Modern-day life is so fast-paced. Between work, taking care of the family, tending to chores, running errands, social engagements, maintaining relationships, managing finances, and all of the societal issues that have plagued the world over the past year, life can be hectic and wrought with stress. If you’re looking for a way to alleviate your stress and improve your mental and physical health, you may be considering adding mindfulness practices to your routine.
For centuries, people have relied on such practices, such as meditation and yoga, to find their center, rebalance themselves, and soothe their minds and souls. Given the chaos that life is filled with these days, mindfulness practices have become increasingly popular. Often, these practices involve the use of incense. A combination of spices and gums, when burned, incense is produces an aroma; hence why incense is commonly used along with meditation, yoga, massage therapy, and just when kicking back and relaxing while soaking in a hot bubble bath.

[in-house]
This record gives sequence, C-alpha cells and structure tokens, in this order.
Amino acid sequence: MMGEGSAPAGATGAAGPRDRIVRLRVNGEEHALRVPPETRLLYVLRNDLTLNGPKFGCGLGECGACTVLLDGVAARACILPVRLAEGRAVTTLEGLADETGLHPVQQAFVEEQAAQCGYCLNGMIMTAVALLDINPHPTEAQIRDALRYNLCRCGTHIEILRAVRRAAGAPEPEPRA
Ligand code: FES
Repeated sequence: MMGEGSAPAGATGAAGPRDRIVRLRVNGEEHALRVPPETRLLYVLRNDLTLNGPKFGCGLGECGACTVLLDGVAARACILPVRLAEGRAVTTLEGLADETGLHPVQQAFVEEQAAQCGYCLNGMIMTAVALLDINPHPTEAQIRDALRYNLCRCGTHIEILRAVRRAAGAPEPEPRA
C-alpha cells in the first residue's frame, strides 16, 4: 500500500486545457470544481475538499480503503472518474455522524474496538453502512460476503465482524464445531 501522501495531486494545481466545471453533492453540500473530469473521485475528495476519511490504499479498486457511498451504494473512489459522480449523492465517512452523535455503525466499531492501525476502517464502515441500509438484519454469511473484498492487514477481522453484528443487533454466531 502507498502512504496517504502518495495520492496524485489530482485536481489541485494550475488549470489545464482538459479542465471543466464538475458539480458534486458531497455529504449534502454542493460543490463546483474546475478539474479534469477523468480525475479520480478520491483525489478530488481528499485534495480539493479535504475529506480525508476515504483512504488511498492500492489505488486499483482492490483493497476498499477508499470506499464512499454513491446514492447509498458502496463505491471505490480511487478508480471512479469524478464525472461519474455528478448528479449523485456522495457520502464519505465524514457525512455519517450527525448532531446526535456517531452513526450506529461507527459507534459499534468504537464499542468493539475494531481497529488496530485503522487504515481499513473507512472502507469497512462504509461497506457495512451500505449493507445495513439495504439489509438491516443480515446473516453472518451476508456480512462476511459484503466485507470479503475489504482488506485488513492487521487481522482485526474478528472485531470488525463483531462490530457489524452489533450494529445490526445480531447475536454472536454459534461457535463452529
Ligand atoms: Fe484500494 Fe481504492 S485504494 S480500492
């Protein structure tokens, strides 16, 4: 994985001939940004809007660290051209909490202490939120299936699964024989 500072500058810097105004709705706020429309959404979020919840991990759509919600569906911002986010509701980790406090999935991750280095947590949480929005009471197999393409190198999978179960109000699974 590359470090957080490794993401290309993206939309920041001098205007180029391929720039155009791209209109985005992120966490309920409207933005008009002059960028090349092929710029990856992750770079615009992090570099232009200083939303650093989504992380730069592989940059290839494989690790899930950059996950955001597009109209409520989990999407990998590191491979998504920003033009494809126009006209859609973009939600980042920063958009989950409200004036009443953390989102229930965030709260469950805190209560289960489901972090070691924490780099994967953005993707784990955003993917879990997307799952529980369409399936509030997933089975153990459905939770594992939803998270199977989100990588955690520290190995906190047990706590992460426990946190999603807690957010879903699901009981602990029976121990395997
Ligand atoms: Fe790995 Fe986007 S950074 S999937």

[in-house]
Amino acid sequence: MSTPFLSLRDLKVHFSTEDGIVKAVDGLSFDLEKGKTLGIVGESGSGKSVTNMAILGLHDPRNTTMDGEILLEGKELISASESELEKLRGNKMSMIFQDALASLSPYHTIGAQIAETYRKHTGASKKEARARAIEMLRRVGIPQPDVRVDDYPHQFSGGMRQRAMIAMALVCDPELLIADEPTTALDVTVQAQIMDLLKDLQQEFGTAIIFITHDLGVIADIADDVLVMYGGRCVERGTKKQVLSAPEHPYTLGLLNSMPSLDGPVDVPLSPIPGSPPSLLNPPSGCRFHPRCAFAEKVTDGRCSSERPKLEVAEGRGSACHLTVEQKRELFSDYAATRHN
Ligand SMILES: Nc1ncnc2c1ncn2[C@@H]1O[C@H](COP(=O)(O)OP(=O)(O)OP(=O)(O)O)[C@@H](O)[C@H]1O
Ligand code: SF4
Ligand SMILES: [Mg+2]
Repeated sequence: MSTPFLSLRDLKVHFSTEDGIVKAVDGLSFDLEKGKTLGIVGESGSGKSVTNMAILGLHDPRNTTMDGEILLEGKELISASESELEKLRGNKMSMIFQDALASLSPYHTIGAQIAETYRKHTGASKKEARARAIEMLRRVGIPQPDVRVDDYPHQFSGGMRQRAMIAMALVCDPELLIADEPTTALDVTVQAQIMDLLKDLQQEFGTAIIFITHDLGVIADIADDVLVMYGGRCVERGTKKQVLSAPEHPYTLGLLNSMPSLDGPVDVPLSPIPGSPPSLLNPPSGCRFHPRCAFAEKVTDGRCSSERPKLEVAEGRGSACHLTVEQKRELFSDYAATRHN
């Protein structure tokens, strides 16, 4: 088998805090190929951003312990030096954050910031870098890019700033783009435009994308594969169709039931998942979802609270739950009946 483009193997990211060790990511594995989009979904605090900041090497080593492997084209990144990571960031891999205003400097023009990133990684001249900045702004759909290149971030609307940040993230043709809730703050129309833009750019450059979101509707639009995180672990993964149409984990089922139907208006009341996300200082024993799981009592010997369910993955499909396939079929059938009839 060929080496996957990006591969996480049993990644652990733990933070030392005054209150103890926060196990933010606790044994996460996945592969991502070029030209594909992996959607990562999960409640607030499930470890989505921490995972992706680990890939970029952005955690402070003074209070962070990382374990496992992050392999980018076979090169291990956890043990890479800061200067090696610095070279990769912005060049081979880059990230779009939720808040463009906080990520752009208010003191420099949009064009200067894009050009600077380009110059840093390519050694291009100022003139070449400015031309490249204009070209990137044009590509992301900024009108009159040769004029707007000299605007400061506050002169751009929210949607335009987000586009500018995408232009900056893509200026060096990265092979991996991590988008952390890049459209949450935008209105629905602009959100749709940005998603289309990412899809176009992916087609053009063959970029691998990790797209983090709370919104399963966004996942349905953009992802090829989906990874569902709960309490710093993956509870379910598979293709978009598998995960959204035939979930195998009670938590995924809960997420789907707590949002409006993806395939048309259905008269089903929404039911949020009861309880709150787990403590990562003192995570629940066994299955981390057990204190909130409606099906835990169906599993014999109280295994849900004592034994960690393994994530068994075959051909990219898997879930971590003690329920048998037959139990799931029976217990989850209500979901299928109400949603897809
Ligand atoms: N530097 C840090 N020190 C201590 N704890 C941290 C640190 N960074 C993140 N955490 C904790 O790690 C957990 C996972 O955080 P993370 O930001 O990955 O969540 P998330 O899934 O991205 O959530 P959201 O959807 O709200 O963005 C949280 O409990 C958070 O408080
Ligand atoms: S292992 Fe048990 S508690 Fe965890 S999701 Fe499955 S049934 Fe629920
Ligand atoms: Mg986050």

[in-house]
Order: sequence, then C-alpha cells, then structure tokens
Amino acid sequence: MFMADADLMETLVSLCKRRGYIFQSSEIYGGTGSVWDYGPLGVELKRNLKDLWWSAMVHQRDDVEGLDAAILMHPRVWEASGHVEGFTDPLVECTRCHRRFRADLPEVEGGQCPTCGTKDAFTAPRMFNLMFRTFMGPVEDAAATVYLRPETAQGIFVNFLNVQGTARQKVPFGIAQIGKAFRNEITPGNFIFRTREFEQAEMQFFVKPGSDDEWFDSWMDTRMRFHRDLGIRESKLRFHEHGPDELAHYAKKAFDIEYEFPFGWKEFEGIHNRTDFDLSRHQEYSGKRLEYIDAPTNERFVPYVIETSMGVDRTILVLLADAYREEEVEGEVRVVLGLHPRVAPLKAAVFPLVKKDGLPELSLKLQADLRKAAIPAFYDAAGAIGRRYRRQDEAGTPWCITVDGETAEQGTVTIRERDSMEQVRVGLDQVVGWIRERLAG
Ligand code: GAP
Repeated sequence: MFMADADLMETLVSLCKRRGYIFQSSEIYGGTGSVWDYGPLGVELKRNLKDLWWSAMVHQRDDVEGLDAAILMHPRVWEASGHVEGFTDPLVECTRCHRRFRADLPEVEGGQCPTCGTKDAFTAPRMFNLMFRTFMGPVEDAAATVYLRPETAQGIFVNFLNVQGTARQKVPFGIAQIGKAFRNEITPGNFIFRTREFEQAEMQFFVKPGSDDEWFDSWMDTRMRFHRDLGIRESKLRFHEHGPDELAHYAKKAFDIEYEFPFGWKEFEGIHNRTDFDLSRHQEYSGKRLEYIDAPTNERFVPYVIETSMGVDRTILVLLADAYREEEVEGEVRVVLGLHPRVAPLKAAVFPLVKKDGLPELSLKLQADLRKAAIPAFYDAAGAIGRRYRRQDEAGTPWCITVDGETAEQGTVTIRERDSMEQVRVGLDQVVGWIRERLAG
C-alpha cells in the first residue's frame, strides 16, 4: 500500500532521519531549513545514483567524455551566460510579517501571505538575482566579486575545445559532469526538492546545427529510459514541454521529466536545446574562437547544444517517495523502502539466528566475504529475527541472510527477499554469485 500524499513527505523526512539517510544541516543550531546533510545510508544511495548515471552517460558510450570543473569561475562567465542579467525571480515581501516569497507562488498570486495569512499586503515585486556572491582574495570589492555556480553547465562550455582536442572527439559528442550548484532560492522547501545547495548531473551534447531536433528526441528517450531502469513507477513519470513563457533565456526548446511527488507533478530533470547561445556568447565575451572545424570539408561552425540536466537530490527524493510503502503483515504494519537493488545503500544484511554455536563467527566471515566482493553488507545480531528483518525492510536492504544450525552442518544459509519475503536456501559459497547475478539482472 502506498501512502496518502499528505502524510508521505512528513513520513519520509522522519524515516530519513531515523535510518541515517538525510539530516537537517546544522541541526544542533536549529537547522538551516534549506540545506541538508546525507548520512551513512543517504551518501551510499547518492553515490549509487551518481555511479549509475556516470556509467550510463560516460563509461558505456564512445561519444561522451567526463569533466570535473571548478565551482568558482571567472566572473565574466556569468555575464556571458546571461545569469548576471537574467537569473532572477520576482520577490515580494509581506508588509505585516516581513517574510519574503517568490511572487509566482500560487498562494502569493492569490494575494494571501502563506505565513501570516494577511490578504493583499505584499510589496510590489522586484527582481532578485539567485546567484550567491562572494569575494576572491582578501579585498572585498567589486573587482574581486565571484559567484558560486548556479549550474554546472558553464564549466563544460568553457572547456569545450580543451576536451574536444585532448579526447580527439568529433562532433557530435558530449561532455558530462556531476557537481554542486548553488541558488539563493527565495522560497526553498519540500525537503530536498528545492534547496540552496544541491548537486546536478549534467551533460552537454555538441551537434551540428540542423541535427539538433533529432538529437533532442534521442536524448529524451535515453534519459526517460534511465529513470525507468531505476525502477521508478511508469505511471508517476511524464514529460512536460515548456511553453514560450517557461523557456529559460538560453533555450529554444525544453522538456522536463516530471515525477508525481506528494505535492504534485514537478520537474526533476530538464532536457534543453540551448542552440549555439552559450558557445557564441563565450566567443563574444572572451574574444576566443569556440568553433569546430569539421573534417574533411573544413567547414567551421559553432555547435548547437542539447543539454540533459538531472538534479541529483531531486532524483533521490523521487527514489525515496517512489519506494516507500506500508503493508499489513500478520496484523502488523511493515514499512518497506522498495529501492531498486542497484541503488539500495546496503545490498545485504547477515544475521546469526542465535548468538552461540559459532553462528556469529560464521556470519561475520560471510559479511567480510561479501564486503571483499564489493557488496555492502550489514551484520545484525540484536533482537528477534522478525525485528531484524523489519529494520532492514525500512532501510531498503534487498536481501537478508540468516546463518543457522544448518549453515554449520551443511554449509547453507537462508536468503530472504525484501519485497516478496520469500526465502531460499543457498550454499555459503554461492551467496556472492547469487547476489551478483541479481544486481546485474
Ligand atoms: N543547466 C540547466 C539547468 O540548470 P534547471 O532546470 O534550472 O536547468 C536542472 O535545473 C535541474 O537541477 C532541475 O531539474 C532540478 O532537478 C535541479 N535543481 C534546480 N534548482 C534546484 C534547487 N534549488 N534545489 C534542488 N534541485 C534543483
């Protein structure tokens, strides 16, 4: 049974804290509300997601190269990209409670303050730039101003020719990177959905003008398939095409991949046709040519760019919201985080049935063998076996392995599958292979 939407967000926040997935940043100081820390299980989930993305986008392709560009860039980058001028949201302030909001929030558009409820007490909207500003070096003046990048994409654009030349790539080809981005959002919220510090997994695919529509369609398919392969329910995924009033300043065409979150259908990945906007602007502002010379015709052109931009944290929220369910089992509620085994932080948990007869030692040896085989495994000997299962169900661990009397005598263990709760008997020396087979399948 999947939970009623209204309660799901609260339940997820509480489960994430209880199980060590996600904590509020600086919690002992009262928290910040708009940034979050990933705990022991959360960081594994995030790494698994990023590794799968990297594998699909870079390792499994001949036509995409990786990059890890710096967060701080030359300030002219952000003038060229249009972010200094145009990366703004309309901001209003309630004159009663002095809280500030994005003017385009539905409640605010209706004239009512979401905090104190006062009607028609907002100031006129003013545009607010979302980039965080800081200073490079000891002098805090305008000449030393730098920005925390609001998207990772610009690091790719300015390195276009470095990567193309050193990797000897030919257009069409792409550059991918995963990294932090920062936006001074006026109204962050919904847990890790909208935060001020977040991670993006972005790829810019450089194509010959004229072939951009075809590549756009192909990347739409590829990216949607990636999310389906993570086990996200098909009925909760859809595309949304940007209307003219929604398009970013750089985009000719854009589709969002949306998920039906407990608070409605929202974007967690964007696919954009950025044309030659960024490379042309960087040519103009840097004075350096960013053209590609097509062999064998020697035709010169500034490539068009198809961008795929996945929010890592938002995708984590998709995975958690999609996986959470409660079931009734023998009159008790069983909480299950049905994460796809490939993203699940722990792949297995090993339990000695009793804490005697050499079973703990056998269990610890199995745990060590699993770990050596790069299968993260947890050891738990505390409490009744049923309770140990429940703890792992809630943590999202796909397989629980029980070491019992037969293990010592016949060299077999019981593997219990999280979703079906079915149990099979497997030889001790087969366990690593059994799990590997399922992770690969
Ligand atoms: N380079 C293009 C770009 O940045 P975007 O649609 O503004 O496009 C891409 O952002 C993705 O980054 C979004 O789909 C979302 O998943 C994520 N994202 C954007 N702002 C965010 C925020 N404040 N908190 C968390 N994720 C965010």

While the fragrances that incense emits can be quite soothing, since those scents are released in smoke, you might be wondering if breathing in the smoke produced by incense has an ill effects on your health. Whether you’re using it for aromatherapy or simply to make your home smell better, read on to find out more about incense and whether or not it does pose adverse health risks.